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El Narco: The Bloody Rise of Mexican Drug Cartels Paperback – 17 Jan 2013

4.4 out of 5 stars 77 customer reviews

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Product details

  • Paperback: 336 pages
  • Publisher: Bloomsbury Paperbacks (17 Jan. 2013)
  • Language: English
  • ISBN-10: 1408822431
  • ISBN-13: 978-1408822432
  • Product Dimensions: 12.9 x 2.2 x 19.8 cm
  • Average Customer Review: 4.4 out of 5 stars  See all reviews (77 customer reviews)
  • Amazon Bestsellers Rank: 12,277 in Books (See Top 100 in Books)

Product Description

Review

Grillo's clear-eyed, sobering account has authority and a flair for colourful anecdotes, making for disturbing but riveting reading (Metro)

A superb report form the front lines of narco-violence (Independent)

[A] shining example of dogged, impassioned and courageous reporting ... compelling ... his pace is furious, like driving at top speed along a wild mountain track in a pickup and there is no doubting his expertise, his compassion or his grit (Daily Express)

It is hard enough to report the facts of Mexico's crazy death spiral of drug violence. Ioan Grillo goes much, much deeper. He explains why El Narco threatens the soul of this beautiful country. He tells us how we got here (William Booth, bureau chief for Mexico, Central America and the Caribbean Washington Post)

A fascinating and terrifying account (Sydney Morning Herald)

Heartbreaking ... El Narco is a fine work of journalism (Irish Times)

Remarkable (Houston Chronicle)

Puts a human face on the bloodshed (Boston Globe)

Book Description

The gripping account of the out-of-control drug wars that have brought chaos to Mexico- and are now spilling into the United States.

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Customer Reviews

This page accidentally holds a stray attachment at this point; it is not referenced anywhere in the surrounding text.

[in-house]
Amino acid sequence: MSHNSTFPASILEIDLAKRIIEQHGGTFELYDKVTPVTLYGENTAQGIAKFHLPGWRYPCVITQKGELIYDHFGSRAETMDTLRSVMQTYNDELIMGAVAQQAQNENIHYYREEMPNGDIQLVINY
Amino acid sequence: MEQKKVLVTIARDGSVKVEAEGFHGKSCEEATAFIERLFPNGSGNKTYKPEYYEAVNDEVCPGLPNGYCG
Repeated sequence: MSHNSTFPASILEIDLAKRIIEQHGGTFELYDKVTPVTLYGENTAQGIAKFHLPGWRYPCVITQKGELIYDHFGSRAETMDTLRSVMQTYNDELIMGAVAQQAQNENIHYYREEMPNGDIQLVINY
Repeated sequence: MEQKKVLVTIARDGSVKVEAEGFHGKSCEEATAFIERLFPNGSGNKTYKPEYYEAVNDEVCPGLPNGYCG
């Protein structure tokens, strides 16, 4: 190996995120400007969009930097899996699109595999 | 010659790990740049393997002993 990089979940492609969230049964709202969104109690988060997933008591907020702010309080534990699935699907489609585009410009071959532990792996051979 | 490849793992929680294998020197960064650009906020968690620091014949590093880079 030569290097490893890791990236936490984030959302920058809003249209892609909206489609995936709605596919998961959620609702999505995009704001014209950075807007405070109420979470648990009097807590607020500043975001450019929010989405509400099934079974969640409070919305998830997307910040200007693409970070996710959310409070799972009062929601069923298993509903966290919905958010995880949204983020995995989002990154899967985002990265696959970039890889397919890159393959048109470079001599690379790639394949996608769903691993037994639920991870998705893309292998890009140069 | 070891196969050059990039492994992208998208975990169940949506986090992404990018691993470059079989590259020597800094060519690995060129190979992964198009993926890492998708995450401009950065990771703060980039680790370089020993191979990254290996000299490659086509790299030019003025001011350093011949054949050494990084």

Top Customer Reviews

Format: Paperback Verified Purchase
Bought this as a holiday read. I struggled to get into the book mainly because there is so much detail and so many characters involved. There is no disputing that the book is incredibly well researched, but what let it down for me is the very dry writing style. Rather than chapters, it felt like the book was a series of academic papers. There are so many characters involved in the drug cartels and this book touches on many hundreds of them. Consequently the book lurches around a lot. I didn't think there was a coherent story tying everything and everyone together.

If you're into reading about the drugs war in Latin America then you'll no doubt purchase the book. If you're wanting to get a quick overview and an introduction to the topic then this isn't the right book for you.
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Format: Kindle Edition Verified Purchase
If you really want to know how the diabolical situation that exists on America's southern border began and is currently perpetrated, then I suggest you read this excellently researched book. Powerful and evocative, this book brings together the hopelessness and defenselessness of the Mexican people... the poorest,as usual, suffering the most. We are talking about a heinous and unstoppable barbaric criminal insurgency, uncontrolled and with the overt complicity of the state - the like and scale of which has never been known in a western 'democracy'. This book should serve as both a warning and a wake up call to the USA, (and the rest of the first world) that globalisation is not limited to big business. The USA bears the greatest responsibility for this threat to democracy, due to its blinkered self interests and its pandering to its bible thumping classes. Legalise recreational drugs, ban the selling of assault weapons and deprive these cartels their oxygen. Prohibition does NOT work. WAKE UP!
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By Bort on 11 Mar. 2016